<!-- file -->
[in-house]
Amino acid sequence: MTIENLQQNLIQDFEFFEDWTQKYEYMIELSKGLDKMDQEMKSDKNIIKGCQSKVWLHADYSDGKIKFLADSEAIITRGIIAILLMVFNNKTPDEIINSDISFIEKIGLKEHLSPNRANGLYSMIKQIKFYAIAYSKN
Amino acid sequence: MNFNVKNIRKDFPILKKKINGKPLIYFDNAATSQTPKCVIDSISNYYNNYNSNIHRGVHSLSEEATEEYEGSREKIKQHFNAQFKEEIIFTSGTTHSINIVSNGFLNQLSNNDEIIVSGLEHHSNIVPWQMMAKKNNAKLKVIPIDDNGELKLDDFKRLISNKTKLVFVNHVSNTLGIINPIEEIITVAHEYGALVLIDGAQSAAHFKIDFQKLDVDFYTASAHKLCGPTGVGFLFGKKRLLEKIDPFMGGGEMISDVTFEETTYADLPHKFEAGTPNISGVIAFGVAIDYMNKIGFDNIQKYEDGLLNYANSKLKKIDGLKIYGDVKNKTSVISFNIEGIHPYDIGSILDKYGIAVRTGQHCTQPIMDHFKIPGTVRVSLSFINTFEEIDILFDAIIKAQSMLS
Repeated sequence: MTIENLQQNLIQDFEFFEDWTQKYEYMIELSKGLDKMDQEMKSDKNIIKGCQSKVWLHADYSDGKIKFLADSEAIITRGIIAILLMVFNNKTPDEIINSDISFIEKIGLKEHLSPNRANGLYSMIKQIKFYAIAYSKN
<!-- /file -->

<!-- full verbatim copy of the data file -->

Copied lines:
[in-house]
Amino acid sequence: MTIENLQQNLIQDFEFFEDWTQKYEYMIELSKGLDKMDQEMKSDKNIIKGCQSKVWLHADYSDGKIKFLADSEAIITRGIIAILLMVFNNKTPDEIINSDISFIEKIGLKEHLSPNRANGLYSMIKQIKFYAIAYSKN
Amino acid sequence: MNFNVKNIRKDFPILKKKINGKPLIYFDNAATSQTPKCVIDSISNYYNNYNSNIHRGVHSLSEEATEEYEGSREKIKQHFNAQFKEEIIFTSGTTHSINIVSNGFLNQLSNNDEIIVSGLEHHSNIVPWQMMAKKNNAKLKVIPIDDNGELKLDDFKRLISNKTKLVFVNHVSNTLGIINPIEEIITVAHEYGALVLIDGAQSAAHFKIDFQKLDVDFYTASAHKLCGPTGVGFLFGKKRLLEKIDPFMGGGEMISDVTFEETTYADLPHKFEAGTPNISGVIAFGVAIDYMNKIGFDNIQKYEDGLLNYANSKLKKIDGLKIYGDVKNKTSVISFNIEGIHPYDIGSILDKYGIAVRTGQHCTQPIMDHFKIPGTVRVSLSFINTFEEIDILFDAIIKAQSMLS
Repeated sequence: MTIENLQQNLIQDFEFFEDWTQKYEYMIELSKGLDKMDQEMKSDKNIIKGCQSKVWLHADYSDGKIKFLADSEAIITRGIIAILLMVFNNKTPDEIINSDISFIEKIGLKEHLSPNRANGLYSMIKQIKFYAIAYSKN